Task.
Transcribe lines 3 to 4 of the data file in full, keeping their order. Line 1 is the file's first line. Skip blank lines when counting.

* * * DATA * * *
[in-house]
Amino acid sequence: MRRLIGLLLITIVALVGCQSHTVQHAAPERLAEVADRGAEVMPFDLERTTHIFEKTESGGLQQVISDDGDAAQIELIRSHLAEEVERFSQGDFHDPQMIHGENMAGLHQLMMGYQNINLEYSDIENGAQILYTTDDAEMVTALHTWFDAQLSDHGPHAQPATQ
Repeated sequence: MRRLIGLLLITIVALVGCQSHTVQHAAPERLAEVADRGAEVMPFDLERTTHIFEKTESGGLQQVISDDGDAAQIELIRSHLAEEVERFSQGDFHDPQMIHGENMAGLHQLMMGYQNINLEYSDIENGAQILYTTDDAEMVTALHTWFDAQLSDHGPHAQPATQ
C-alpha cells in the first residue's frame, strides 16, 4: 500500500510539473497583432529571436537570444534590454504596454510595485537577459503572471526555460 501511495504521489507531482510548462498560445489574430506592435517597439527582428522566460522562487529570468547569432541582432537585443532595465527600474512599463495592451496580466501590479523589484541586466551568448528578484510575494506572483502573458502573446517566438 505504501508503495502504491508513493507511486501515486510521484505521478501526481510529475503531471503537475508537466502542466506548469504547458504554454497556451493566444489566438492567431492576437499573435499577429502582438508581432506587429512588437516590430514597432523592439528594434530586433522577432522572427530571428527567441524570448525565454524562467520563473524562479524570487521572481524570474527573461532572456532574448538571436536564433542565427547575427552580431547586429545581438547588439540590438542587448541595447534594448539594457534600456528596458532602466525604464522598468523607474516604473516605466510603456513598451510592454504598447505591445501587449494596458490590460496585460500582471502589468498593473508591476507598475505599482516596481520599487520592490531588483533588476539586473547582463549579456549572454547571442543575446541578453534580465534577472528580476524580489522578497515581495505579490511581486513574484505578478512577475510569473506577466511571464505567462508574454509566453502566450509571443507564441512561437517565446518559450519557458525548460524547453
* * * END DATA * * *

Repeated sequence: MRRLIGLLLITIVALVGCQSHTVQHAAPERLAEVADRGAEVMPFDLERTTHIFEKTESGGLQQVISDDGDAAQIELIRSHLAEEVERFSQGDFHDPQMIHGENMAGLHQLMMGYQNINLEYSDIENGAQILYTTDDAEMVTALHTWFDAQLSDHGPHAQPATQ
C-alpha cells in the first residue's frame, strides 16, 4: 500500500510539473497583432529571436537570444534590454504596454510595485537577459503572471526555460 501511495504521489507531482510548462498560445489574430506592435517597439527582428522566460522562487529570468547569432541582432537585443532595465527600474512599463495592451496580466501590479523589484541586466551568448528578484510575494506572483502573458502573446517566438 505504501508503495502504491508513493507511486501515486510521484505521478501526481510529475503531471503537475508537466502542466506548469504547458504554454497556451493566444489566438492567431492576437499573435499577429502582438508581432506587429512588437516590430514597432523592439528594434530586433522577432522572427530571428527567441524570448525565454524562467520563473524562479524570487521572481524570474527573461532572456532574448538571436536564433542565427547575427552580431547586429545581438547588439540590438542587448541595447534594448539594457534600456528596458532602466525604464522598468523607474516604473516605466510603456513598451510592454504598447505591445501587449494596458490590460496585460500582471502589468498593473508591476507598475505599482516596481520599487520592490531588483533588476539586473547582463549579456549572454547571442543575446541578453534580465534577472528580476524580489522578497515581495505579490511581486513574484505578478512577475510569473506577466511571464505567462508574454509566453502566450509571443507564441512561437517565446518559450519557458525548460524547453